responsive to determining that the location of the mobile device associated with the patient is within the predetermined distance from the designated location, providing, via the one or more processors, a notification to the mobile device associated with the patient, the notification corresponding to the one or more business rules, the notification preferences, and the designated location.
2. The method of claim 1, wherein the health-related data comprises claims data and external data.
3. The method of claim 1, wherein (a) the notification is an incentive based at least in part on the health-related data and (b) the incentive comprises a discount for purchasing an item.
4. A computer program product for providing at least one notification to a patient, the computer program product comprising at least one non-transitory computer-readable storage medium having computer-readable program code portions stored therein, the computer-readable program code portions comprising:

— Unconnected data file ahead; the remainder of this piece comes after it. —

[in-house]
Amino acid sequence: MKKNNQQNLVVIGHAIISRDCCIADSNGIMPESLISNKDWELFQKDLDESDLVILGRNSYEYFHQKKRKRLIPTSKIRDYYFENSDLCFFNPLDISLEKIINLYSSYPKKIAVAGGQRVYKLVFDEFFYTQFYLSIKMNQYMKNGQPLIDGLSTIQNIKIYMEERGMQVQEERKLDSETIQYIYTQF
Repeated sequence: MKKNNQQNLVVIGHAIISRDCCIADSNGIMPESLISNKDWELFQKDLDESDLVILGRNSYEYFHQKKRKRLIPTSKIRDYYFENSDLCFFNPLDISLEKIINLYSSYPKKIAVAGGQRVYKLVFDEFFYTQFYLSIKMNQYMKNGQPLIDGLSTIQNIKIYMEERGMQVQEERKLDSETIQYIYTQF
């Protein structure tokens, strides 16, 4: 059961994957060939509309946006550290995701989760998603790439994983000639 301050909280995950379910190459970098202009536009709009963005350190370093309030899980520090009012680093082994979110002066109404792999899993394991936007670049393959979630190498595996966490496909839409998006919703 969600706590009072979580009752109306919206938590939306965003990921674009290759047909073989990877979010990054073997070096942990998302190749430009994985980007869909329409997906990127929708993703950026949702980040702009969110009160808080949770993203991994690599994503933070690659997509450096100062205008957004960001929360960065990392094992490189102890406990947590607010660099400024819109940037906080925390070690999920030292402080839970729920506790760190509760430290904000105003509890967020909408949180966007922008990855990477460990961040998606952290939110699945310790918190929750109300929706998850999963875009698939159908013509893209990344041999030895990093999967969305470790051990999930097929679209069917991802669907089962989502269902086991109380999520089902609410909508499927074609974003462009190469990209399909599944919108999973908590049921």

an executable portion configured to, for a patient registered for notification services, determine whether health-related data associated with the patient satisfies one or more business rules;
an executable portion configured to store notification preferences for the patient that identify at least one communication format and at least one electronic destination address to be used in providing notifications to a mobile device associated with the patient, wherein the at least one communication format is selected from the group consisting of a text message, an email message, and a voice message;
an executable portion configured to monitor location of the mobile device associated with the patient to determine when the location of the mobile device associated with the patient is within a predetermined distance from a designated location; and
an executable portion configured to, responsive to determining that the location of the mobile device associated with the patient is within the predetermined distance from the designated location, provide a notification to the mobile device associated with the patient, the notification corresponding to the one or more business rules, the notification preferences, and the designated location.